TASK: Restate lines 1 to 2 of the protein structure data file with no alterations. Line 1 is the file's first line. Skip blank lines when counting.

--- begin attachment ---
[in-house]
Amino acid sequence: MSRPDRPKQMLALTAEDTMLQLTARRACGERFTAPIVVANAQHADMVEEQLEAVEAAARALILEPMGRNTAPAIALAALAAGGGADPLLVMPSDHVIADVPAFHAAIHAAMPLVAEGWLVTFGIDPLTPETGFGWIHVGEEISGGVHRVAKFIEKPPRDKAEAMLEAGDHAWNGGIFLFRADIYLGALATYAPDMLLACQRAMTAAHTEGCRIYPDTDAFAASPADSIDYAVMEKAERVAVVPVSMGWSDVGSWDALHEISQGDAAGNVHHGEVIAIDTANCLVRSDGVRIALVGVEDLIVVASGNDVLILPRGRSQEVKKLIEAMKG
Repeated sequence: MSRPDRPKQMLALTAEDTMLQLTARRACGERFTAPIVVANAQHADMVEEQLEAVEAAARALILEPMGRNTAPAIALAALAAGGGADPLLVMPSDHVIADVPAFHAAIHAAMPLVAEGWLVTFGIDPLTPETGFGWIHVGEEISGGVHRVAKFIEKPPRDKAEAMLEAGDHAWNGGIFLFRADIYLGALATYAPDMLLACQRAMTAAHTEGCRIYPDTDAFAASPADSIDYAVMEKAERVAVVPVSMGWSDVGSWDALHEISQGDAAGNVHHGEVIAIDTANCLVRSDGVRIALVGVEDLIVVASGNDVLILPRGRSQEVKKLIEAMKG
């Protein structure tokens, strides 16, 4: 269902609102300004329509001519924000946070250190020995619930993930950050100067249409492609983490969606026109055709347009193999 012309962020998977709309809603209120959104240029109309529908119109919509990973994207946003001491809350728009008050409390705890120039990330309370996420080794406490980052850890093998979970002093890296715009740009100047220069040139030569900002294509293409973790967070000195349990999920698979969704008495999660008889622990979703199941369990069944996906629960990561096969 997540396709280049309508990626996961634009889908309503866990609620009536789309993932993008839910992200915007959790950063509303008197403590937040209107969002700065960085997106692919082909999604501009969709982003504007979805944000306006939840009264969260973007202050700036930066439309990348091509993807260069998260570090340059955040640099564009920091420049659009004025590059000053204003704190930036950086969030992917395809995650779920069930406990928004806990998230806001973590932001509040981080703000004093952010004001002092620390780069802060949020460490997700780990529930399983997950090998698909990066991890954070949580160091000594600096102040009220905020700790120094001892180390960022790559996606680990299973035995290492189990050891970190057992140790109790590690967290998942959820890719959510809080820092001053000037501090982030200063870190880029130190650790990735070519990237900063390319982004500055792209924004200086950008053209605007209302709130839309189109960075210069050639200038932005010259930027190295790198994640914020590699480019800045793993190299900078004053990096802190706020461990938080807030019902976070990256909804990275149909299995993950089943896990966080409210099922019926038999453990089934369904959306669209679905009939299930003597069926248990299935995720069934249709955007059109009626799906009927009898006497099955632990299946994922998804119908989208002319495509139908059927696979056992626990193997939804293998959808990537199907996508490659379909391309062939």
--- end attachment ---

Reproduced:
[in-house]
Amino acid sequence: MSRPDRPKQMLALTAEDTMLQLTARRACGERFTAPIVVANAQHADMVEEQLEAVEAAARALILEPMGRNTAPAIALAALAAGGGADPLLVMPSDHVIADVPAFHAAIHAAMPLVAEGWLVTFGIDPLTPETGFGWIHVGEEISGGVHRVAKFIEKPPRDKAEAMLEAGDHAWNGGIFLFRADIYLGALATYAPDMLLACQRAMTAAHTEGCRIYPDTDAFAASPADSIDYAVMEKAERVAVVPVSMGWSDVGSWDALHEISQGDAAGNVHHGEVIAIDTANCLVRSDGVRIALVGVEDLIVVASGNDVLILPRGRSQEVKKLIEAMKG